PS Completely off-topic, but the word “pretattica” brought to mind which I used to frequent in another period of my life and where I remember one Italian poster with a writing tyle and a way of presenting his arguments that very much resembled those of gabriele. I wouldn’t for a minute think that they must be the one and same person but I’m pretty sure they could be products of the same liceo classico:-)

      • Well spotted. The liceo classico thing, I mean 😉
        (not the same person, indeed)

        Agreed about the rest, too, I’ve written elsewhere on this blog (quite easy to insist on that now) that I couldn’t see the course as hugely favourable to Quintana because he tends to start GTs with a low profile and grow into top form.

        • gabriele – like you, I had big concerns about Quintana’s form after an acceptable but far-from-dominant display in Asturias. This morning, interviews are that he’s saying the same himself (whether pretattica or not!)
          What is interesting also, maybe swinging the argument about pretattica, is that he’s been much much more demanding of his team in the last 12 months, especially this season – in Dubai, he was angrily herding Fernandez forward, yesterday he pushed only with Anacona and Amador, avoiding taking it up himself. He’s been much more independent in years past (remember the Alpe d’Huez attack, relying on Pantano and Hesjedal), so I wonder what’s prompted the change. Movistar certainly aren’t strong enough, even with their best squad, to ride a la Sky.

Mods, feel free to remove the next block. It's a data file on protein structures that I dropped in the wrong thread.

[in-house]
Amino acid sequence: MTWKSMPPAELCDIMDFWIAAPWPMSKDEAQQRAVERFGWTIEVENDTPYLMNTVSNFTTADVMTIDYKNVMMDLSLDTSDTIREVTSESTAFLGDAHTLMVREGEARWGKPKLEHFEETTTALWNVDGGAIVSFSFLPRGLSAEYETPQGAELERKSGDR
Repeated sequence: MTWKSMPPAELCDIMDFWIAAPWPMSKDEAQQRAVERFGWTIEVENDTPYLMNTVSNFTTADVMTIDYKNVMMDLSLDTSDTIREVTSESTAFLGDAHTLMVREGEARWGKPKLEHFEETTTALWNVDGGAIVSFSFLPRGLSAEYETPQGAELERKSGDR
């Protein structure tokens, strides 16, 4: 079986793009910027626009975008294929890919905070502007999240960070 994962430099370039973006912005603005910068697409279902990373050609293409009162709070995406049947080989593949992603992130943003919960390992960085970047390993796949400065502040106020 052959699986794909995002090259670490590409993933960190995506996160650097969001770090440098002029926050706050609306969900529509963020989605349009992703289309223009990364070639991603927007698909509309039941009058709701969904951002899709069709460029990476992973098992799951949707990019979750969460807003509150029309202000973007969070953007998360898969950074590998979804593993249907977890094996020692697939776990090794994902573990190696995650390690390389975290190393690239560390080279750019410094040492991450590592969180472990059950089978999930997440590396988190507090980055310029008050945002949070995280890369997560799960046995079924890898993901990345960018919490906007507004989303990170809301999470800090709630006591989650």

14. Can the likes of Quintana afford to ride within themselves and take it easy for the time being? Tom Dumoulin is going to take much time out of him in the first time trial. A chance let go is an opportunity missed.

  15. Great review as always, bet on Geraint each way after reading this as I agreed he had the kick if the favourites didn’t bother. Shame the other two got up the road

Comments are closed.